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Shoebomb Case: Is An Airplane A "vehicle" Or Not?  
User currently offlineBobcat From United States of America, joined Jun 2007, 0 posts, RR: 0
Posted (12 years 6 months 2 weeks 2 days 4 hours ago) and read 1727 times:

The Federal Judge in the shoebomb case has thrown out 1 of 9 charges against Richard Reid.

From CNN:
"U.S. District Judge William Young said that although an airplane was engaged in "mass transportation" it is not a "vehicle" as defined by the new law."

Last time I checked my dictionary, a "vehicle" is defined as a device or structure for transporting persons. It even included the space shuttle, which can be described as a space vehicle. Just to be sure my dictionary is correct, I asked my next door neighbor who teachs college English. She said an airplane is definitely a vehicle.

...so, is an airplane a "vehicle" or not?  Smile

5 replies: All unread, jump to last
 
User currently offlineSquigee From Canada, joined May 2001, 652 posts, RR: 4
Reply 1, posted (12 years 6 months 2 weeks 2 days 4 hours ago) and read 1719 times:

I think the judge needs to interpret the spirit, and not the letter of the law!


Someday, we'll look back at this, laugh nervously, and then change the subject.
User currently offlineFilex23 From Singapore, joined Aug 2001, 24 posts, RR: 0
Reply 2, posted (12 years 6 months 2 weeks 2 days 4 hours ago) and read 1714 times:

A plane isn't a vehicle? By my dictionary a vehicle is "any means or by which someone or something is carried or conveyed". Last time I checked a plane absolutely did that...well...maybe this judge failed freshman english in college.

The thing that worries me is this Richard Reid guy can slip through the fingers of the US judicial system over some stupid thing like this, where will it end? Are all these dip shits going to get a free ride right out of prison over an interpretation of a vocab word? bah! Laws should be read by what they mean, not what they say (in my very humble opinion).


User currently offlineATL2CDG From United States of America, joined Jan 2002, 296 posts, RR: 11
Reply 3, posted (12 years 6 months 2 weeks 2 days 3 hours ago) and read 1707 times:

To defend the judge, it is to "read by what they mean" and to "interpret the spirit" that has created MANY problems in US law code for over 200 years. The Second Amendment to the US Constitution is just one example. How does one read/interpret:

A well regulated Militia being necessary to the security of a free
State, the right of the people to keep and bear Arms shall not be
infringed.

Literalists would say that citizens should own firearms for the sole purpose of a militia. Spiritists would say that this gives everyone the right to bear arms for any reason.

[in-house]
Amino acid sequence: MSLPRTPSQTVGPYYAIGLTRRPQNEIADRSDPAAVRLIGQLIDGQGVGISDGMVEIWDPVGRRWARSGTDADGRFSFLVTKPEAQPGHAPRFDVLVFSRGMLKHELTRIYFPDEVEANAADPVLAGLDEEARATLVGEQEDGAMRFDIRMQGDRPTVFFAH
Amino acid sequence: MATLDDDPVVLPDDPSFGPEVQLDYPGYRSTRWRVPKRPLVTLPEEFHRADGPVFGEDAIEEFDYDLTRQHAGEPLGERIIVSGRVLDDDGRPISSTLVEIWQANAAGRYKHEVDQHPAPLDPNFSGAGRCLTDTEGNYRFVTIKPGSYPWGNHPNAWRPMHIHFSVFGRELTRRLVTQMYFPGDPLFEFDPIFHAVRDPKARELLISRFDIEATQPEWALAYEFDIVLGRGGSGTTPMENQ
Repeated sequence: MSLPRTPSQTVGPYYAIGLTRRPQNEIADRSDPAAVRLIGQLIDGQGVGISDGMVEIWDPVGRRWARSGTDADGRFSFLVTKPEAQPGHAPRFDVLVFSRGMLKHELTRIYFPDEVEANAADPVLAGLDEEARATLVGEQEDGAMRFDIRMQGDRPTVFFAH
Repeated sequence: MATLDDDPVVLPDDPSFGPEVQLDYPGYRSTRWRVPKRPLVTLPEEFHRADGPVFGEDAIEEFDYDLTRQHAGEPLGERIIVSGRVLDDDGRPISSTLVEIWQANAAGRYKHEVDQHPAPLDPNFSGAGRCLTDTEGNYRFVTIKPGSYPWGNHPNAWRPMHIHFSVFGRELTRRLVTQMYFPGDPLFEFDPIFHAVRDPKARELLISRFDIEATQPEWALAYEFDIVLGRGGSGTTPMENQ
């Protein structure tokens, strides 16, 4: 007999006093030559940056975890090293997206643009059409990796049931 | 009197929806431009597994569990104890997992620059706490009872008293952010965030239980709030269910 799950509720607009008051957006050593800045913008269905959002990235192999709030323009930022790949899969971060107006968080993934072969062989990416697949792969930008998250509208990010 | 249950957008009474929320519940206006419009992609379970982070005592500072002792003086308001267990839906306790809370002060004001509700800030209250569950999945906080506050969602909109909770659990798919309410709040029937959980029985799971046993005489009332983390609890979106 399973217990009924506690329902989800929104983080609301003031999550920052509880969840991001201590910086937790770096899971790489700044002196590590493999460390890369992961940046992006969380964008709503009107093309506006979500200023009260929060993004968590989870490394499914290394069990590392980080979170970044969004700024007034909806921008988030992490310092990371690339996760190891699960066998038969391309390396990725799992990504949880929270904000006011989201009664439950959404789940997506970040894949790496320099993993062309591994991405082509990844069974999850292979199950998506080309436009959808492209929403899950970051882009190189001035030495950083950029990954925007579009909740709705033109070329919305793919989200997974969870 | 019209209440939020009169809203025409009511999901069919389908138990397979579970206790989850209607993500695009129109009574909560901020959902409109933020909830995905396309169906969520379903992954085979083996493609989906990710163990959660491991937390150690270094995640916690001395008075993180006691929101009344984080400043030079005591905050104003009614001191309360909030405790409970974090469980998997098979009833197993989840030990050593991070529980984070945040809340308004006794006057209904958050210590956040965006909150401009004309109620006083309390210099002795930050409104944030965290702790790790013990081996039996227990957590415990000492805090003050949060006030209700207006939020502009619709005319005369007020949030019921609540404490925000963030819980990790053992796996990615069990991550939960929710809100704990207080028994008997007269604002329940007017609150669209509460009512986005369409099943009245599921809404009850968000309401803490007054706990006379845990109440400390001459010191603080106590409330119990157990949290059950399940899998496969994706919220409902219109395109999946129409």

Without an exact and succinct law, both law enforcement officials and those seeking to violate the law could act to circumvent the original intent of the lawwriters. Therefore, it is imperative for lawmakers to act with prejudice when molding words into law and insure that there "intent" is clear. However, it is often easier to purposely write civil and criminal code in a vague manner as to avoid the responsibility of taking an action or actions that may offend various groups. Unfortunately, this is a double-edged sword... A legislative body may avoid undue resentment by writing vague code, but it then fails to accomplish its task by creating an enforcible and solid law.

In this case, the judge acted in the best manner possible. When faced with such a hastily-written law, it is better to err on the side of caution than to risk overstepping the constitutional boundaries of the judicial system and making law. Judges exist to interpret the law, not to write it, and if the legislature fails to construct a decent code, then the judge must make decisions based on precedent rulings and applicable laws.

If you do not approve of the judge's ruling, write your congressman and senators for they and their committee consuls are at fault for write poor law.



Ignorantia juris neminem excusat.
User currently offlineNBC News1 From UK - England, joined May 2001, 324 posts, RR: 0
Reply 4, posted (12 years 6 months 2 weeks 2 days 1 hour ago) and read 1676 times:

Aaron Brown on CNN said that the reason the judge threw out the law was because "an airplane was not what congress had in mind when it passed the law."

I would like to know the circumstances of congress passing the law.


User currently offlineJhooper From United States of America, joined Dec 2001, 6206 posts, RR: 12
Reply 5, posted (12 years 6 months 2 weeks 2 days ago) and read 1665 times:

Well, he's still charged with 8 more crimes, so I don't think he'll be out of jail and back on airplanes anytime soon.... Smile


Last year 1,944 New Yorkers saw something and said something.
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